Library services for gay lesbian bisexual transgendered transsexual patrons
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Library Services for Gay, Lesbian, Bisexual, Transgendered & Transsexual Patrons. A Workshop for Library and Information Service Professionals and Staff. This presentation will cover:. An overview of the GLBT patron A brief literature review

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Library services for gay lesbian bisexual transgendered transsexual patrons

Library Services for Gay, Lesbian, Bisexual, Transgendered & Transsexual Patrons

A Workshop for Library and Information Service

Professionals and Staff

Liesl M. Seborg


This presentation will cover

This presentation will cover:

  • An overview of the GLBT patron

  • A brief literature review

  • Identification of the intended audience for the workshop

  • An overview of the workshop

  • Bibliography and evaluation

Liesl M. Seborg


The target patron and history

The target patron and history

  • Gay, lesbian, bisexual, transgendered and transsexual (GLBT) persons are approximately 10% of any given community

  • The term “homosexual” was reclassified to be “gay” by the Library of Congress in 1987

  • GLBT persons can be any race, gender, age, socio-economic status—invisible minority

  • GLBT persons do not enjoy civil rights protections for sexual orientation in all communities and workplaces.

Liesl M. Seborg


Library services for gay lesbian bisexual transgendered transsexual patrons

It was found that GLBT persons would feel more comfortable approaching a known GLBT person or GLBT friendly person to discuss GLBT reference questions. It was also noted and suggested that in order to better serve GLBT patrons that a GLBT welcoming environment be created through display of rainbow flags, pro-diversity pamphlets, posters, displays and exhibits. Most important however is having good GLBT resources and collections as well as easy access to those resources.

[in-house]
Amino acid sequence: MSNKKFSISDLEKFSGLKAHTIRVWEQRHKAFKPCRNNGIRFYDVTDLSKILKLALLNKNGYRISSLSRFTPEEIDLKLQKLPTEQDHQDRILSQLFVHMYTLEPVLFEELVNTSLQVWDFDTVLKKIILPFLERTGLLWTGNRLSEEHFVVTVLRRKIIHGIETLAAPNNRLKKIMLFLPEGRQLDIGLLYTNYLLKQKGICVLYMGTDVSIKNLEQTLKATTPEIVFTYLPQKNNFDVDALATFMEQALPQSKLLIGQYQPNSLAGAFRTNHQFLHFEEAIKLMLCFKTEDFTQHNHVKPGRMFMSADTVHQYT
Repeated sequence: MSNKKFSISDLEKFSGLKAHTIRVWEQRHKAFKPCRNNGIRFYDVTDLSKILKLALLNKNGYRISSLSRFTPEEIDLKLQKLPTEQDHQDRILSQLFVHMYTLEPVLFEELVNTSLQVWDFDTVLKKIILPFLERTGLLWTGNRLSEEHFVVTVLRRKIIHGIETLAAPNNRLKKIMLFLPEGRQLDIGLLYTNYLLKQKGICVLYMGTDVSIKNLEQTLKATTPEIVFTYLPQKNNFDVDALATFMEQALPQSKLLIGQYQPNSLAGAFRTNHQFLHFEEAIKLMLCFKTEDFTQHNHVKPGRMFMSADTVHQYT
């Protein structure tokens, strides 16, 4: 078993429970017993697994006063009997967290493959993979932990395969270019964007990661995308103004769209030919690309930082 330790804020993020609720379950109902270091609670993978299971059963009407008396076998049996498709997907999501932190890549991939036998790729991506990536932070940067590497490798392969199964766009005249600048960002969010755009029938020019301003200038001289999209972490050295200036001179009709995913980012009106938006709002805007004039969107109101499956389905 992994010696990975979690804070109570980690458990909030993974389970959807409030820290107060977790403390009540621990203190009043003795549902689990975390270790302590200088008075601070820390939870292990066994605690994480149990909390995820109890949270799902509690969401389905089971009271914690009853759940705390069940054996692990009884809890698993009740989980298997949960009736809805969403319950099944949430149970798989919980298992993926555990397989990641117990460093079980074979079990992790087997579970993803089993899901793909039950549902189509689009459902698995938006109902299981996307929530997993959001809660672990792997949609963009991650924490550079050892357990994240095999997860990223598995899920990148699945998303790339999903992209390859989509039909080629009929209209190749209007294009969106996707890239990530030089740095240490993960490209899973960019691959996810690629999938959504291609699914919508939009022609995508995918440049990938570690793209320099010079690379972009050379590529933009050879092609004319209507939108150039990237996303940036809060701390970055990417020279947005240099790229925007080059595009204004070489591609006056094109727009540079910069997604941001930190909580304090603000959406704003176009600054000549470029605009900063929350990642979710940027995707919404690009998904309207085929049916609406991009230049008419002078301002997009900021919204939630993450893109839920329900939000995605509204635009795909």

Fikar, C. R & Keith, L. (2004) Information needs of gay, lesbian, bisexual, and transgendered healthcare professionals: results of an Internet survey. Journal of the Medical Library Association ( JMLA ); 92 (1) Jan, 56-65.

Liesl M. Seborg


Ten suggestions to improve library services to lesbian gay and bisexual people

TEN SUGGESTIONS TO IMPROVE LIBRARY SERVICES TO LESBIAN, GAY, AND BISEXUAL PEOPLE

    1. Use appropriate reviewing sources when selecting LGB materials, such as The Gay and Lesbian Review (formerly The Harvard Gay and Lesbian Review), P. O. Box 180300, Boston MA 02118, (617) 421-0082, [email protected], www.hglc.org/review.htm; and the Lambda Book Report, P. O. Box 73910, Washington DC 20056-3910, (202) 462-7924, (202) 462-5264 (fax), [email protected], www.lambdalit.org     2. Select a wide variety of LGB materials in a wide variety of formats    3. Create and implement detailed catalog records of LGB material    4. Create and provide easily accessible LGB book/reading lists    5. "Book-talk" LGB resources, especially young adult and children's material    6. Provide meeting space for LGB groups and events    7. Provide display space for LGB exhibits    8. Provide outreach services to LGB groups    9. Provide a community bulletin board for LGB activities and resources    10. Sponsor/host "sensitivity training" workshops for staff and volunteers

Joyce, S. (2000) Lesbian, Gay, and Bisexual Library Service: A Review of the Literature. Public Libraries 39 no5 270-9 S/O.

Liesl M. Seborg


Intended audience

Intended Audience

Librarians and Library Staff

It is anticipated that all persons interested in learning how to meet the needs of this invisible minority will attend the workshop.

A range of participants are expected from the GLBT librarian/staff to the novice staff member. The workshop is designed to capitalize on experience and knowledge for communal dissemination.

Liesl M. Seborg


Workshop objectives

Workshop Objectives

  • Bring attention to the invisible minority GLBT patron and their needs

  • Provide information for the creation of GLBT inclusive/welcoming environments

  • Provide tools and skills to foster development of quality services and materials for GLBT patrons

Liesl M. Seborg


Skills to be taught

Skills to be taught

  • Providing reference services to GLBT persons

  • Developing a quality GLBT collection

  • Creating an inclusive and welcoming environment for GLBT patrons

    (4Mat designations in blue)

Liesl M. Seborg